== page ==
- Warwick grad producing ‘Million Dollar Quartet’ at Dutch Apple
- Hello (again), Dolly!
- ‘Hello, Dolly!’ opens Thursday at EPAC
- ‘Somewhereville Station’ revisits the 50s and 60s
- St. Patty’s musical at Ephrata Main
- Dance, concert will benefit Jamaica missions
- Happy Anniver5ary, St. Boniface!
- Downtown diversity
- Travelogue will explore Colorado River this Saturday
- Cool lineup!
One at a time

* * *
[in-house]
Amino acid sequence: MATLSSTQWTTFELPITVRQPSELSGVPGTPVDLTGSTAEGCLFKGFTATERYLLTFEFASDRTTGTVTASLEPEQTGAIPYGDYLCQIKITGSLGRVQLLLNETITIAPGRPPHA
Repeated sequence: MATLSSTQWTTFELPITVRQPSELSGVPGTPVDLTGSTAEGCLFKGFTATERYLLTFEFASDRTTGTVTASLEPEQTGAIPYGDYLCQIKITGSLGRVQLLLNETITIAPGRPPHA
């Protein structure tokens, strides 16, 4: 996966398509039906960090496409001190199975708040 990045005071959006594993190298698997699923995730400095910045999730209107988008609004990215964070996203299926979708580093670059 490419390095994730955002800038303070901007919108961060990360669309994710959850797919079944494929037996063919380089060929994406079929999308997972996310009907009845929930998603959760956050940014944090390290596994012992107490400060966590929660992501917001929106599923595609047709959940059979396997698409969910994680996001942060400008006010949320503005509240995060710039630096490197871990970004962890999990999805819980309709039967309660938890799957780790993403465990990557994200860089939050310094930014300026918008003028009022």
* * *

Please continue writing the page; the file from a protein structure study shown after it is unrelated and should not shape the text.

Hundreds of students at Adamstown Elementary are trying to make life better for other children they have never met one book at a time. As part of a reading incentive program at the school, students sent boxes of books to organizations near and far serving underprivileged children. To be eligible to participate, students were encouraged to complete a certain amount of reading each evening for four weeks. If they met the challenge, they would be rewarded with a book which they could give to children in need. Adamstown’s reading specialists Emily Jacobs and Missy Keck said they were pleased with the amount of students willing to take the challenge. "We had 215 students decide to do this, which goes along with our school mission this year to build character through education, Jacobs said. The parent/teacher organization at Adamstown helped to cover the cost of the books. The students, who signed the book chosen by them, had the opportunity to it to Harvest Blessing Center in Kenya, the Water Street Rescue Mission pre-school program or to Water Street Rescue Mission Women’s Ministry. Fifth grade student Emily Carpenter said she felt donating a book was more rewarding than getting some sort of prize for herself. "It makes me feel good to know that I m helping other people be able to read, she said. Der Moua agreed. "Sometimes other kids don’t have anything to read and we do, so we need to remember them, she said.